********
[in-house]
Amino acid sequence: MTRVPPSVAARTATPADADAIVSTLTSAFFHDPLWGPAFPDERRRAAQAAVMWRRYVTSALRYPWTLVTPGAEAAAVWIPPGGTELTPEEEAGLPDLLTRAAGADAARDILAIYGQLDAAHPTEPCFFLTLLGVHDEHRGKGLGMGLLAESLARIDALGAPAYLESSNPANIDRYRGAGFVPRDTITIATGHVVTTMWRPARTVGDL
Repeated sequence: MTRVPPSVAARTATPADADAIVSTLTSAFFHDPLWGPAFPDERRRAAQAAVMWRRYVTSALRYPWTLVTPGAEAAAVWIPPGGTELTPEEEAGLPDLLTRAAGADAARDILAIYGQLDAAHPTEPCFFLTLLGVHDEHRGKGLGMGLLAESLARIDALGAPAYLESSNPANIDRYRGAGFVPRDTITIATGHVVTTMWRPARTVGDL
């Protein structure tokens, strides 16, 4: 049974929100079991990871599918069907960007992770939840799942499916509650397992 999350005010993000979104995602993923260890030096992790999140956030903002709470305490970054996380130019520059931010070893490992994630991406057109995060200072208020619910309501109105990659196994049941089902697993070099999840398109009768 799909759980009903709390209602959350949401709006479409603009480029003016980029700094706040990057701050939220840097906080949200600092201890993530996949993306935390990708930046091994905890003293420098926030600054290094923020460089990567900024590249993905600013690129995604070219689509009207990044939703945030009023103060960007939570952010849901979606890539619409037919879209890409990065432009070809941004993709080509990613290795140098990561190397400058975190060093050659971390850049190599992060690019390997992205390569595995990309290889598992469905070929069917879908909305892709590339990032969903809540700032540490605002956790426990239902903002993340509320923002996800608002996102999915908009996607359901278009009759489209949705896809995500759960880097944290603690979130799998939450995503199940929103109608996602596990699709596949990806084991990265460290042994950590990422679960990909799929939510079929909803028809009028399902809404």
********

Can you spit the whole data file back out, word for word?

[in-house]
Amino acid sequence: MTRVPPSVAARTATPADADAIVSTLTSAFFHDPLWGPAFPDERRRAAQAAVMWRRYVTSALRYPWTLVTPGAEAAAVWIPPGGTELTPEEEAGLPDLLTRAAGADAARDILAIYGQLDAAHPTEPCFFLTLLGVHDEHRGKGLGMGLLAESLARIDALGAPAYLESSNPANIDRYRGAGFVPRDTITIATGHVVTTMWRPARTVGDL
Repeated sequence: MTRVPPSVAARTATPADADAIVSTLTSAFFHDPLWGPAFPDERRRAAQAAVMWRRYVTSALRYPWTLVTPGAEAAAVWIPPGGTELTPEEEAGLPDLLTRAAGADAARDILAIYGQLDAAHPTEPCFFLTLLGVHDEHRGKGLGMGLLAESLARIDALGAPAYLESSNPANIDRYRGAGFVPRDTITIATGHVVTTMWRPARTVGDL
């Protein structure tokens, strides 16, 4: 049974929100079991990871599918069907960007992770939840799942499916509650397992 999350005010993000979104995602993923260890030096992790999140956030903002709470305490970054996380130019520059931010070893490992994630991406057109995060200072208020619910309501109105990659196994049941089902697993070099999840398109009768 799909759980009903709390209602959350949401709006479409603009480029003016980029700094706040990057701050939220840097906080949200600092201890993530996949993306935390990708930046091994905890003293420098926030600054290094923020460089990567900024590249993905600013690129995604070219689509009207990044939703945030009023103060960007939570952010849901979606890539619409037919879209890409990065432009070809941004993709080509990613290795140098990561190397400058975190060093050659971390850049190599992060690019390997992205390569595995990309290889598992469905070929069917879908909305892709590339990032969903809540700032540490605002956790426990239902903002993340509320923002996800608002996102999915908009996607359901278009009759489209949705896809995500759960880097944290603690979130799998939450995503199940929103109608996602596990699709596949990806084991990265460290042994950590990422679960990909799929939510079929909803028809009028399902809404």